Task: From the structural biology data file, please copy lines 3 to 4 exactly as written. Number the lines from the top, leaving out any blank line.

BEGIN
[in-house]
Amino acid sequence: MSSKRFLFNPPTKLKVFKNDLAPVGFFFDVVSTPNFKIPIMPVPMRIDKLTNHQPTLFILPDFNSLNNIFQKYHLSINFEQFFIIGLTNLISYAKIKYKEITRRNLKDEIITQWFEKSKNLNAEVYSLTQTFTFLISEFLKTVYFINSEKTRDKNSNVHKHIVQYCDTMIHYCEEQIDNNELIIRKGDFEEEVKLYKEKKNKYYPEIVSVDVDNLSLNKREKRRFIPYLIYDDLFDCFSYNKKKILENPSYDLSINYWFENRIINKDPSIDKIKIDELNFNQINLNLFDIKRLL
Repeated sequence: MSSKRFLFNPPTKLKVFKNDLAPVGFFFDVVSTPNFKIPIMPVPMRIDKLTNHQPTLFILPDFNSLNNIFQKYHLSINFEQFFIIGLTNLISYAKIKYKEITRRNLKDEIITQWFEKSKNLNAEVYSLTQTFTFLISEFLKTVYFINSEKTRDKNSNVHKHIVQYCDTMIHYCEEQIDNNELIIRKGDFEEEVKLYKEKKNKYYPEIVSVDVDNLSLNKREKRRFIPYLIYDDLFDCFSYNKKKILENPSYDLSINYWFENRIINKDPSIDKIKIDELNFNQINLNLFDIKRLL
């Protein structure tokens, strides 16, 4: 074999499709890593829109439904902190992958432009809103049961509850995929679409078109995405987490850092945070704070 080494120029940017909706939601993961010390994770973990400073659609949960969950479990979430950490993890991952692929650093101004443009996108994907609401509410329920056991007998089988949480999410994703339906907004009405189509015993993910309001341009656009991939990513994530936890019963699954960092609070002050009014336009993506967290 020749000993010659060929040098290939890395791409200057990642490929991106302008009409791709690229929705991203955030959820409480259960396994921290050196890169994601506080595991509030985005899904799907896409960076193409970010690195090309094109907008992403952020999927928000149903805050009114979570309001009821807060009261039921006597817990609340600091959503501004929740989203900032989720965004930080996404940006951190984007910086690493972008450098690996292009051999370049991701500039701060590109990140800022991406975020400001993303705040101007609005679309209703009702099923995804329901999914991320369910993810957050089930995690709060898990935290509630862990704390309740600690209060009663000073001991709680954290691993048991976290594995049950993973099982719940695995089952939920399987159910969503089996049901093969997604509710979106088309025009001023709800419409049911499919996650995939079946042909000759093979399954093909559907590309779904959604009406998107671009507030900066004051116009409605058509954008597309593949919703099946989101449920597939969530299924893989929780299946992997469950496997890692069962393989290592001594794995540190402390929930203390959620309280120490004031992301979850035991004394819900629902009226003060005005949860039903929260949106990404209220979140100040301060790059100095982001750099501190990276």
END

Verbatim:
Repeated sequence: MSSKRFLFNPPTKLKVFKNDLAPVGFFFDVVSTPNFKIPIMPVPMRIDKLTNHQPTLFILPDFNSLNNIFQKYHLSINFEQFFIIGLTNLISYAKIKYKEITRRNLKDEIITQWFEKSKNLNAEVYSLTQTFTFLISEFLKTVYFINSEKTRDKNSNVHKHIVQYCDTMIHYCEEQIDNNELIIRKGDFEEEVKLYKEKKNKYYPEIVSVDVDNLSLNKREKRRFIPYLIYDDLFDCFSYNKKKILENPSYDLSINYWFENRIINKDPSIDKIKIDELNFNQINLNLFDIKRLL
């Protein structure tokens, strides 16, 4: 074999499709890593829109439904902190992958432009809103049961509850995929679409078109995405987490850092945070704070 080494120029940017909706939601993961010390994770973990400073659609949960969950479990979430950490993890991952692929650093101004443009996108994907609401509410329920056991007998089988949480999410994703339906907004009405189509015993993910309001341009656009991939990513994530936890019963699954960092609070002050009014336009993506967290 020749000993010659060929040098290939890395791409200057990642490929991106302008009409791709690229929705991203955030959820409480259960396994921290050196890169994601506080595991509030985005899904799907896409960076193409970010690195090309094109907008992403952020999927928000149903805050009114979570309001009821807060009261039921006597817990609340600091959503501004929740989203900032989720965004930080996404940006951190984007910086690493972008450098690996292009051999370049991701500039701060590109990140800022991406975020400001993303705040101007609005679309209703009702099923995804329901999914991320369910993810957050089930995690709060898990935290509630862990704390309740600690209060009663000073001991709680954290691993048991976290594995049950993973099982719940695995089952939920399987159910969503089996049901093969997604509710979106088309025009001023709800419409049911499919996650995939079946042909000759093979399954093909559907590309779904959604009406998107671009507030900066004051116009409605058509954008597309593949919703099946989101449920597939969530299924893989929780299946992997469950496997890692069962393989290592001594794995540190402390929930203390959620309280120490004031992301979850035991004394819900629902009226003060005005949860039903929260949106990404209220979140100040301060790059100095982001750099501190990276």